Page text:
Not my type

Periodically, something will make the news about astrology – say, that the traditional time periods for the Zodiac signs have shifted – which always reminds me, to my perpetual surprise, that people actually take astrology seriously.

Growing up, I always knew that my April 25 birthday made me a Taurus, and because they were next to the comics in the newspaper, I sometimes glanced at the horoscopes. But not for a moment did I ever think that the position of the stars when I was born could influence my personality, my interpersonal relations or my luck. Horoscopes were a joke for their vagueness – which is part of the source of the humor of The Onion’s horoscopes, which are absurd in their specificity.

Yet millions of people take astrology very seriously. I’m bemused by this, and can’t help but feel a little condescension. But am I really in a position to judge?

See, while astrology seems laughable, I do take very seriously another system that purports to categorize, describe and predict my believes and actions – the Myers-Briggs Type Indicator.

This psychological tool holds that everyone can be described by their tendencies along one of four axes – Introversion vs. Extroversion, Sensing vs. iNtuition, Thinking vs. Feeling, and Judgment vs. Perception.

The combination of these four traits gives you your “type,” which the MBTI system says will describe your personality.

I’m an INTP.

That means I’m introverted – being with other people, while often fun, is tiring for me, and I need to “recharge” by spending time alone after being out in the world.

I’m intuitive, which means when taking in information I prefer broad ideas and theories and look at the big picture of things instead of honing in on small details.

I tend to process information by taking a detached viewpoint and thinking things through logically rather than empathizing with the situation and how it makes me and others feel.

And generally speaking, I prefer taking in information (perceiving) rather than acting on it (judging). I’m a procrastinator, I don’t like taking strong stands on things without giving them a great deal of thought.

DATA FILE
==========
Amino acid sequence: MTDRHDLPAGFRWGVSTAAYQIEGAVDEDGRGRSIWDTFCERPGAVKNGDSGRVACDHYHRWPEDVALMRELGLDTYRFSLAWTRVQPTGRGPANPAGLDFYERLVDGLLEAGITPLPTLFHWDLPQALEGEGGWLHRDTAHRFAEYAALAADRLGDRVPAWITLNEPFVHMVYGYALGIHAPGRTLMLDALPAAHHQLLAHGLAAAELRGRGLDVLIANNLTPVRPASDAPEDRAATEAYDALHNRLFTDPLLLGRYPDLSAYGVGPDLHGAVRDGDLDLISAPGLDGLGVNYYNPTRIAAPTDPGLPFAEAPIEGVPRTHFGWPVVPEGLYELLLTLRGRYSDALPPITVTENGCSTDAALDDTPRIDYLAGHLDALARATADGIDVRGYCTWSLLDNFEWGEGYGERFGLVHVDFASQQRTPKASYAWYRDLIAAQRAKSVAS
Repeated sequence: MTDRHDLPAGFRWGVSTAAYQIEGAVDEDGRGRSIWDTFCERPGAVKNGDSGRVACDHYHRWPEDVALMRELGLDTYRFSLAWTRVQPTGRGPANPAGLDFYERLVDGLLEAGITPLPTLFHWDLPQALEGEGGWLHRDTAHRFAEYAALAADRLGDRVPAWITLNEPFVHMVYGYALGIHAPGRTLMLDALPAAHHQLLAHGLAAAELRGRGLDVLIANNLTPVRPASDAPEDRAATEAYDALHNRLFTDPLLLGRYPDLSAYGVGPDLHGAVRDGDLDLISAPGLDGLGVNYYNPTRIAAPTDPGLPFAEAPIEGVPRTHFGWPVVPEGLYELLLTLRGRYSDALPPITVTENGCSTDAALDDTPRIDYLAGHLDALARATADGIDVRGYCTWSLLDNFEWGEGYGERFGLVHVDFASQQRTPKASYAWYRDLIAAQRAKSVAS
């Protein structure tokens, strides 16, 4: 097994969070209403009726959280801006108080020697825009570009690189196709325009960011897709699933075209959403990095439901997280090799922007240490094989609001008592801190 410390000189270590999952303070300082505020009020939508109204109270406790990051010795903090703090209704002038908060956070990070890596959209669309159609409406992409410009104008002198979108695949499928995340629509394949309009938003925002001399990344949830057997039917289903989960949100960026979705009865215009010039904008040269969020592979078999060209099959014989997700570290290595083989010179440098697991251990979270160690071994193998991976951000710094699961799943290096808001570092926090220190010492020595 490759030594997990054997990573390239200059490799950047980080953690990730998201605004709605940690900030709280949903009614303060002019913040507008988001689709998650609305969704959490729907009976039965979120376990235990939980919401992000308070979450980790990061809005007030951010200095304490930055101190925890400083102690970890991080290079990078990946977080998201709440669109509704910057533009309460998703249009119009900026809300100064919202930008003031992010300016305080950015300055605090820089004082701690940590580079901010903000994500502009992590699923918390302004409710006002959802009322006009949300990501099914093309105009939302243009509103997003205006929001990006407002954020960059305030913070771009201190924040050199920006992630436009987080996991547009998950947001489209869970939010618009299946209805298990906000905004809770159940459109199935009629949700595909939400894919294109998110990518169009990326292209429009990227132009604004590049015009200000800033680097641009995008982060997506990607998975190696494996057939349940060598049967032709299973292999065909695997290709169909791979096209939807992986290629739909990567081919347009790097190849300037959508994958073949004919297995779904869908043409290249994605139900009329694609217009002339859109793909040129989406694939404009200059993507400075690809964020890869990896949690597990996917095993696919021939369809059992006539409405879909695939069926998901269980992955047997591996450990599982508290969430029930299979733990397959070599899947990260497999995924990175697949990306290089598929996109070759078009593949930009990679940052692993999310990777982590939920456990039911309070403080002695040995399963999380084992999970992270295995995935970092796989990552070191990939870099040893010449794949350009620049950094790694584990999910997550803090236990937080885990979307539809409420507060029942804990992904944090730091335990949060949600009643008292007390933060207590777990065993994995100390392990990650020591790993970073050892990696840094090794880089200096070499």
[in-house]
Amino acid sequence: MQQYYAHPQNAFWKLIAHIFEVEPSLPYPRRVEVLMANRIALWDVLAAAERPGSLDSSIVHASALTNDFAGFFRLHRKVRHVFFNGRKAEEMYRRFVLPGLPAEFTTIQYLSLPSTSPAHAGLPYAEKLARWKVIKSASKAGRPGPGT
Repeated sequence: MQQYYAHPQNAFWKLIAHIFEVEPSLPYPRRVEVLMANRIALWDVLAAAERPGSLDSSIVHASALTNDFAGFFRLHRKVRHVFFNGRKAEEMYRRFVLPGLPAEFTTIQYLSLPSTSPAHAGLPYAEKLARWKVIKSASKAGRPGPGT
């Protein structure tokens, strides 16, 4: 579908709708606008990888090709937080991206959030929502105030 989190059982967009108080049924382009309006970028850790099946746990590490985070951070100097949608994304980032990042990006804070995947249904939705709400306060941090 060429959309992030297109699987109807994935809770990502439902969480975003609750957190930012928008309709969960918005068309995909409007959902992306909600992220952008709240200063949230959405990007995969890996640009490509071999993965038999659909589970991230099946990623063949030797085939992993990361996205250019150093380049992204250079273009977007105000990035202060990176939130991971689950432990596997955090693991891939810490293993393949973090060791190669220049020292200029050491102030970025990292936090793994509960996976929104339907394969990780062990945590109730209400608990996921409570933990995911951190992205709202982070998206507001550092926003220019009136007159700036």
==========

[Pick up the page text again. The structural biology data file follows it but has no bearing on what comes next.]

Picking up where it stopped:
Up to speed? It gets more complicated. MBTI theory holds that these different traits interact with each other. As an INTP, my “dominant function” is Introverted Thinking. That means I order my internal world by thinking; I’m most comfortable as an analyzer thinking things through, examining both sides of a given issue to try to sort things out in my head.

My “auxiliary function” is Extroverted Intuition – meaning I take in information by jumping from idea to idea to idea, making intuitive leaps. I either “get” something instantly or I don’t. I brainstorm and play games with words and ideas, I suck up information and then want to share it with people.

By MBTI theory, I spend most of my life in one of these two modes – either a chaotic, curious information omnivore, unable to focus on a single thing for long, or a detached analyzer giving a subject deliberate and exhaustive thought until I can decide where the truth lies.

From my perspective, that seems to describe me pretty well. Certainly I’m highly introverted, I prefer big pictures over small details, I’m an inveterate procrastinator – and no one who knows me would ever accuse me of being over-emotional.

(You can take the test here.)

But the MBTI system is far from perfect. For one thing, there’s almost no empirical, scientific support for it in the psychological field.

A number of my friends are serious skeptics.

“It’s self-fulfilling and only as accurate as you are honest with yourself,” one said.

In other words, if I think of myself as an introvert, then a Myers-Briggs personality test is going to identify me as an introvert – even if I’m not.

As an INTP, the thought that I may be basing important conceptions of self-deception is highly troubling.

Is defining myself as an INTP just a modern-era version of defining myself as a Taurus? After all, Tauruses are supposed to be introverts.

I think applying this sort of skepticism to something that naturally appeals to me is healthy, and I accept the critique – to a point.

It’s a mistake, I think, to start thinking of MBTI types deterministically – that is, I do something because I’m an INTP or because I’m a perceiver and not a judger. But there’s nothing wrong with using it descriptively – a shorthand way to describe my personality by sorting it into categories. I would never say that, for example, “I’ll never get along with so-and-so because they’re an ESFJ,” just like I’d never say, “We’ll get along great because I’m a Taurus and you’re a Virgo.”

(Further, while astrology defines your personality by something silly and unrelated like the position of the constellations when you were born, MBTI defines your personality … by your personality. I think that’s a definite improvement.)

It’s also not necessarily for everyone. In the four MBTI dichotomies, my personality happens to fall pretty clearly into one or the other in each case. But if you fall in the middle in one category or another, of course it’s not going to be helpful for you. It’s always a mistake to get too attached to a model even when it doesn’t fit the available facts.

I still think the MBTI system offers a remarkable description of how I think. Though since INTPs like both big picture ideas and rational analyses of things, maybe that preference of mine WAS self-fulfilling, after all.